Pair urges government to classify some plastic waste as hazardous

By Anthony Clark
PRW

Published: February 14, 2013 11:32 am ET
Updated: February 14, 2013 11:34 am ET

Related to this story

Topics Government & Legislation

DAVIS, CALIF. -- A pair of scientists has published an environmental call to arms that says that some plastics should be classified as hazardous waste in order to ensure that governments properly deal with them.

In the online version of the journal Nature, Chelsea Rochman and Mark Anthony Browne claim that labeling some plastics – specifically PVC, polystyrene, polyurethane and polycarbonate – as hazardous would cut health risks and protect wildlife.

Rochman works at the University of California Davis School of Veterinary Medicine's Aquatic Health Program, and is a Ph.D. candidate in ecology seeking a joint degree from UC Davis and San Diego State University. Browne is a post-doctoral fellow at the National Center for Ecological Analysis & Synthesis at the University of California Santa Barbara.

"We believe that if countries classified the most harmful plastics as hazardous, their environmental agencies would have the power to restore affected habitats and prevent more dangerous debris from accumulating," they wrote.

According to the pair, in 2012 some 280 million metric tons of plastic were produced globally of which less than half was recycled or went to landfill. The scientists suggest of the remaining 150 million metric tons, some will still be in use but a substantial amount has ended up discarded as litter.

Their article claims that if the current rate of production continues the planet will be shouldering an additional 33 billion metric tons of plastic by 2050.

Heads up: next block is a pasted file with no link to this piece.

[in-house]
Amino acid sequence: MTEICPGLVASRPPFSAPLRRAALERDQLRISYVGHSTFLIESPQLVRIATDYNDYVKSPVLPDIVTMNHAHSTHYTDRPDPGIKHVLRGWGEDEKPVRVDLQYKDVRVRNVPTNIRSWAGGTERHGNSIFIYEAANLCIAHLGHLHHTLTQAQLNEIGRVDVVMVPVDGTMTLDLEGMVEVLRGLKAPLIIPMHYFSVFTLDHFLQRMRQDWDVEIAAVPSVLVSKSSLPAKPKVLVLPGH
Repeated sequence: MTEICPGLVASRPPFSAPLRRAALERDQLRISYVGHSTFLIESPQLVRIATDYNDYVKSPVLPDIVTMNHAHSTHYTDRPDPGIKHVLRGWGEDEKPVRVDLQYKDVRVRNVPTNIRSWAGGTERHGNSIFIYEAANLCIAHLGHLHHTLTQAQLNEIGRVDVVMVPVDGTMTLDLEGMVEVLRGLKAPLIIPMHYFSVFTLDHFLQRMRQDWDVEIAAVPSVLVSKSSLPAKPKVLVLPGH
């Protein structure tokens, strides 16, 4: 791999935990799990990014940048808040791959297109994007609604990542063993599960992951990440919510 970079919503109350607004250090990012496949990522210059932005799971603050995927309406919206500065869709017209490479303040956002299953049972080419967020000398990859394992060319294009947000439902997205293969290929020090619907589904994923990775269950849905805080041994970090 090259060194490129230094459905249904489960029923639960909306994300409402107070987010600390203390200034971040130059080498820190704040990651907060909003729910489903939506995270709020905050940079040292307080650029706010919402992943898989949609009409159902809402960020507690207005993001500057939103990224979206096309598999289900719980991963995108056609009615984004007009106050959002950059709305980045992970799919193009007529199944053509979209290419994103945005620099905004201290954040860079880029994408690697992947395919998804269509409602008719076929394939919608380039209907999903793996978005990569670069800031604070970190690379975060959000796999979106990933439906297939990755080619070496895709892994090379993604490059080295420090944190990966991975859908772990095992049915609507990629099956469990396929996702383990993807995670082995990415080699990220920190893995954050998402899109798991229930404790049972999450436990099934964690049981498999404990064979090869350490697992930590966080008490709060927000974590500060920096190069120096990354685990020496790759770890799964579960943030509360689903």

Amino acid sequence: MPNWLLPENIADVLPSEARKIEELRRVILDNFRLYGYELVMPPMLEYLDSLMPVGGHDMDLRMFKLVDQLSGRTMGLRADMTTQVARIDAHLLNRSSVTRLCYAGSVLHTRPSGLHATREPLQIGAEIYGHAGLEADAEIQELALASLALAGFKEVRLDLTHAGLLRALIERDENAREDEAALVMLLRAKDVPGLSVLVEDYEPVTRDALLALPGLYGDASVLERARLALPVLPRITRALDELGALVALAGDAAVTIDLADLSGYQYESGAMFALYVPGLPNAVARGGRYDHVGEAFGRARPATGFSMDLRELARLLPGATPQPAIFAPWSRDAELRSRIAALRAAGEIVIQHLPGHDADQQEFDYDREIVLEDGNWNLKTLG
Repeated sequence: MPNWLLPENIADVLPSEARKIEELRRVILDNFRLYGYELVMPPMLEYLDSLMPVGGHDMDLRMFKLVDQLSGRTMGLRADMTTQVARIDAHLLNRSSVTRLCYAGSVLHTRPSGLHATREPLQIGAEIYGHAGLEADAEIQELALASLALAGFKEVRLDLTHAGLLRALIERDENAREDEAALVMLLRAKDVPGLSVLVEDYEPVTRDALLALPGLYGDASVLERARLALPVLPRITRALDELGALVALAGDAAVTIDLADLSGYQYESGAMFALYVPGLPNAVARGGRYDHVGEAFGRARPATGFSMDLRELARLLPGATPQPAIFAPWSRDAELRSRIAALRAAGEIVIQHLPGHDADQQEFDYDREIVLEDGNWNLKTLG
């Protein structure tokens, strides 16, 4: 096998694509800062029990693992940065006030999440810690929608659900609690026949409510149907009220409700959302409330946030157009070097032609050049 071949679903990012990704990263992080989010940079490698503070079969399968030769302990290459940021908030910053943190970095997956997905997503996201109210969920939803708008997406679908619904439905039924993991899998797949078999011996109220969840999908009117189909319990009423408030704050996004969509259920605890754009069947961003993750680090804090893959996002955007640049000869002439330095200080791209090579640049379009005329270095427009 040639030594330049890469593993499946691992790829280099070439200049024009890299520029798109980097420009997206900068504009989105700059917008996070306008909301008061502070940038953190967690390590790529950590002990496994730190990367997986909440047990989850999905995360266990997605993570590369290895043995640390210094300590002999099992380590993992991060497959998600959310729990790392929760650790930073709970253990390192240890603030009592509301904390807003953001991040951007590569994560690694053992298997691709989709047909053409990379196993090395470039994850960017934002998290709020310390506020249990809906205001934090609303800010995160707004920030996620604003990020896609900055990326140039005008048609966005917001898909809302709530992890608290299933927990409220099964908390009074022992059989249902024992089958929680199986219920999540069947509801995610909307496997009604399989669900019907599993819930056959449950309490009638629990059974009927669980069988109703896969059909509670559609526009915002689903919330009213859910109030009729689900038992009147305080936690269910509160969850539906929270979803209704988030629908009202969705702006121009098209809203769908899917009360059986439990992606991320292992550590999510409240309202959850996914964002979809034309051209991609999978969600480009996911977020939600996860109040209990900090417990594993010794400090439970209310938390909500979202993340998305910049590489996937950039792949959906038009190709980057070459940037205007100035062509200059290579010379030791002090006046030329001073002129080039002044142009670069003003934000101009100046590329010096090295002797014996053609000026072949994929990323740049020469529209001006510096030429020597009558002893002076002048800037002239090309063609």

"This could be reduced to just 4 billion metric tons if the most problematic plastics are classified as hazardous immediately and replaced with safer, reusable materials in the next decade," said Rochman and Browne.

"We feel that the physical dangers of plastic debris are well enough established, and the suggestions of chemical dangers sufficiently worrying, that the biggest producers of plastic waste – the United States, Europe and China – must act now."


Comments

Pair urges government to classify some plastic waste as hazardous

By Anthony Clark
PRW

Published: February 14, 2013 11:32 am ET
Updated: February 14, 2013 11:34 am ET

Post Your Comments


Back to story

Market Reports

Plastics Recycling Trends in North America

This report is a review and analysis of the North American Plastics Recycling Industry, including key trends and statistics based on 2013 performance. We examine market environment factors, regulatory issues, industry challenges, key drivers and emerging trends in post-consumer and post-industrial recycling.

Learn more

Plastics in Mexico - State of the Industry Report

This report analyzes the $20 million dollar plastics industry in Mexico including sales of machinery & equipment, resins and finished products.

Our analysts provide insight on business trends, foreign investment, top end markets and plastics processing activity. The report also provides important data on exports, production, employment and value of plastics products manufactured.

Learn more

Plastics Caps & Closures Market Report

The annual recap of top trends and future outlook for the plastics caps & closures market features interviews with industry thought leaders and Bill Wood’s economic forecast of trends in growing end markets. You will also gain insight on trends in caps design, materials, machinery, molds & tooling and reviews of mergers & acquisitions.

Learn more

Upcoming Plastics News Events

January 14, 2015 - January 14, 2015Plastics in Automotive

February 4, 2015 - February 6, 2015Plastics News Executive Forum 2015

June 2, 2015 - June 3, 2015Plastics Financial Summit - Chicago 2015

September 16, 2015 - September 18, 2015Plastics Caps & Closures - September 2015

More Events